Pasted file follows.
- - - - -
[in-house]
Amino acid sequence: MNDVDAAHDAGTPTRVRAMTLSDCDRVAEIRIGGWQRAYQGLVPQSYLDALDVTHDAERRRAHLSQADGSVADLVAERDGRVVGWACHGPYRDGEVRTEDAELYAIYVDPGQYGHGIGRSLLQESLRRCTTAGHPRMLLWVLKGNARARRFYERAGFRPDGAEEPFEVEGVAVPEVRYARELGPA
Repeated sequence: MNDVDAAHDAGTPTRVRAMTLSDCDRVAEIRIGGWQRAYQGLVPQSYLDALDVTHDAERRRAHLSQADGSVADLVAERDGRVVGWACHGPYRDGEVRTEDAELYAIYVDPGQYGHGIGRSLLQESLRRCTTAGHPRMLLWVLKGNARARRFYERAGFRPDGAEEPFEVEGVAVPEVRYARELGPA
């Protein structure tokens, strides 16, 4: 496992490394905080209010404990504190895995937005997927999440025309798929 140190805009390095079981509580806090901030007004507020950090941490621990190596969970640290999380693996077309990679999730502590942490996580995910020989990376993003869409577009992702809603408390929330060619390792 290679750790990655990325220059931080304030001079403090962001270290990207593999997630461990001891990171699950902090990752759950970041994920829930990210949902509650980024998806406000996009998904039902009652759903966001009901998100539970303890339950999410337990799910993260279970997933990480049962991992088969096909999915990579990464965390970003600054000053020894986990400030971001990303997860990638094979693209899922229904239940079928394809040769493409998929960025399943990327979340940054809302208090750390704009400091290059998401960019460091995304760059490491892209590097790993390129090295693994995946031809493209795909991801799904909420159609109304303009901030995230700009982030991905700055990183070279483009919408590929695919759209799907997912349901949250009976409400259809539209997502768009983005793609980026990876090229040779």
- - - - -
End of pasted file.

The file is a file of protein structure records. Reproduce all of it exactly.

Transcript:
[in-house]
Amino acid sequence: MNDVDAAHDAGTPTRVRAMTLSDCDRVAEIRIGGWQRAYQGLVPQSYLDALDVTHDAERRRAHLSQADGSVADLVAERDGRVVGWACHGPYRDGEVRTEDAELYAIYVDPGQYGHGIGRSLLQESLRRCTTAGHPRMLLWVLKGNARARRFYERAGFRPDGAEEPFEVEGVAVPEVRYARELGPA
Repeated sequence: MNDVDAAHDAGTPTRVRAMTLSDCDRVAEIRIGGWQRAYQGLVPQSYLDALDVTHDAERRRAHLSQADGSVADLVAERDGRVVGWACHGPYRDGEVRTEDAELYAIYVDPGQYGHGIGRSLLQESLRRCTTAGHPRMLLWVLKGNARARRFYERAGFRPDGAEEPFEVEGVAVPEVRYARELGPA
């Protein structure tokens, strides 16, 4: 496992490394905080209010404990504190895995937005997927999440025309798929 140190805009390095079981509580806090901030007004507020950090941490621990190596969970640290999380693996077309990679999730502590942490996580995910020989990376993003869409577009992702809603408390929330060619390792 290679750790990655990325220059931080304030001079403090962001270290990207593999997630461990001891990171699950902090990752759950970041994920829930990210949902509650980024998806406000996009998904039902009652759903966001009901998100539970303890339950999410337990799910993260279970997933990480049962991992088969096909999915990579990464965390970003600054000053020894986990400030971001990303997860990638094979693209899922229904239940079928394809040769493409998929960025399943990327979340940054809302208090750390704009400091290059998401960019460091995304760059490491892209590097790993390129090295693994995946031809493209795909991801799904909420159609109304303009901030995230700009982030991905700055990183070279483009919408590929695919759209799907997912349901949250009976409400259809539209997502768009983005793609980026990876090229040779």